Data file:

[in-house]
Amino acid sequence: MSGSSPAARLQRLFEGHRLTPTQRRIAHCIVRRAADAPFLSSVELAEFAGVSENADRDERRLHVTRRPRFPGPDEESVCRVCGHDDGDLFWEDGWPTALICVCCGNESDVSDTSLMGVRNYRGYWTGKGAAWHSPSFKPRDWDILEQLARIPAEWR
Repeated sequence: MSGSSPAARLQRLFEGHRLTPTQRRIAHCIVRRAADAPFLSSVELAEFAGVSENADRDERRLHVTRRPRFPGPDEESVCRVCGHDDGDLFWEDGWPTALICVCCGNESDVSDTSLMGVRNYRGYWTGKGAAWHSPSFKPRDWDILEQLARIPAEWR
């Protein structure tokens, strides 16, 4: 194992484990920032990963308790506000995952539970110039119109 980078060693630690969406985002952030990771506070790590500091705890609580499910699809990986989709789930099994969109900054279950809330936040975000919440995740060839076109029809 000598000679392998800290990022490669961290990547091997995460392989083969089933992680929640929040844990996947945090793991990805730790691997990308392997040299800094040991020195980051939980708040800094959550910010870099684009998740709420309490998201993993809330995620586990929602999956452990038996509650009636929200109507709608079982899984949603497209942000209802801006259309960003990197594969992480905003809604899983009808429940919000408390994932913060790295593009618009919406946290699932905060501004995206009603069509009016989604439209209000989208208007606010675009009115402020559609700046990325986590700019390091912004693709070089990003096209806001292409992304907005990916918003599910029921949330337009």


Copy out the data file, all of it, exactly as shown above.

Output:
[in-house]
Amino acid sequence: MSGSSPAARLQRLFEGHRLTPTQRRIAHCIVRRAADAPFLSSVELAEFAGVSENADRDERRLHVTRRPRFPGPDEESVCRVCGHDDGDLFWEDGWPTALICVCCGNESDVSDTSLMGVRNYRGYWTGKGAAWHSPSFKPRDWDILEQLARIPAEWR
Repeated sequence: MSGSSPAARLQRLFEGHRLTPTQRRIAHCIVRRAADAPFLSSVELAEFAGVSENADRDERRLHVTRRPRFPGPDEESVCRVCGHDDGDLFWEDGWPTALICVCCGNESDVSDTSLMGVRNYRGYWTGKGAAWHSPSFKPRDWDILEQLARIPAEWR
């Protein structure tokens, strides 16, 4: 194992484990920032990963308790506000995952539970110039119109 980078060693630690969406985002952030990771506070790590500091705890609580499910699809990986989709789930099994969109900054279950809330936040975000919440995740060839076109029809 000598000679392998800290990022490669961290990547091997995460392989083969089933992680929640929040844990996947945090793991990805730790691997990308392997040299800094040991020195980051939980708040800094959550910010870099684009998740709420309490998201993993809330995620586990929602999956452990038996509650009636929200109507709608079982899984949603497209942000209802801006259309960003990197594969992480905003809604899983009808429940919000408390994932913060790295593009618009919406946290699932905060501004995206009603069509009016989604439209209000989208208007606010675009009115402020559609700046990325986590700019390091912004693709070089990003096209806001292409992304907005990916918003599910029921949330337009």